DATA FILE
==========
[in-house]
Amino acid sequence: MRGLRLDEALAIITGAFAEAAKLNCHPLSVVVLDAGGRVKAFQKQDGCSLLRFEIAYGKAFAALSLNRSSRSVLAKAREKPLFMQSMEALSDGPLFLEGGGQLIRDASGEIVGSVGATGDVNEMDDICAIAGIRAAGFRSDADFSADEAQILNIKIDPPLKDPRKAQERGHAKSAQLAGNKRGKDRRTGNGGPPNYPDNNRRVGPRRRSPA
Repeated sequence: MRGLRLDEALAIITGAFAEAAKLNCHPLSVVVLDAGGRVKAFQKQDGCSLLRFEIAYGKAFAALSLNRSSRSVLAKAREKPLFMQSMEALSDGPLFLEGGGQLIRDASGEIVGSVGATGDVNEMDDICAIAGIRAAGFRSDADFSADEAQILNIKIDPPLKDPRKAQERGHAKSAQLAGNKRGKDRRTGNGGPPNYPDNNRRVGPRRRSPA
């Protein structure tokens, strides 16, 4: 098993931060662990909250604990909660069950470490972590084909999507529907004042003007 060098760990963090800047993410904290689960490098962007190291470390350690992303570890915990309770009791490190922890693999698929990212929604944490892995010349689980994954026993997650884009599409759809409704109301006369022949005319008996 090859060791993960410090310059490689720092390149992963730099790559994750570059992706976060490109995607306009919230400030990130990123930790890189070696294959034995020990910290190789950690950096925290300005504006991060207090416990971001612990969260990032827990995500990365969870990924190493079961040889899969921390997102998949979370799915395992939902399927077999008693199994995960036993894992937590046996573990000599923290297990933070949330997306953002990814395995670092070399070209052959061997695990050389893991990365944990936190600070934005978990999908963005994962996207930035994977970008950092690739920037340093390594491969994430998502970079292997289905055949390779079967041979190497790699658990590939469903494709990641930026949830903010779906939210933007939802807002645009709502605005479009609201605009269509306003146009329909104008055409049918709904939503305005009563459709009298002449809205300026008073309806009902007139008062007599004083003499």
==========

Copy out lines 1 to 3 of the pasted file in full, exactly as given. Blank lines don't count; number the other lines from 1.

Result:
[in-house]
Amino acid sequence: MRGLRLDEALAIITGAFAEAAKLNCHPLSVVVLDAGGRVKAFQKQDGCSLLRFEIAYGKAFAALSLNRSSRSVLAKAREKPLFMQSMEALSDGPLFLEGGGQLIRDASGEIVGSVGATGDVNEMDDICAIAGIRAAGFRSDADFSADEAQILNIKIDPPLKDPRKAQERGHAKSAQLAGNKRGKDRRTGNGGPPNYPDNNRRVGPRRRSPA
Repeated sequence: MRGLRLDEALAIITGAFAEAAKLNCHPLSVVVLDAGGRVKAFQKQDGCSLLRFEIAYGKAFAALSLNRSSRSVLAKAREKPLFMQSMEALSDGPLFLEGGGQLIRDASGEIVGSVGATGDVNEMDDICAIAGIRAAGFRSDADFSADEAQILNIKIDPPLKDPRKAQERGHAKSAQLAGNKRGKDRRTGNGGPPNYPDNNRRVGPRRRSPA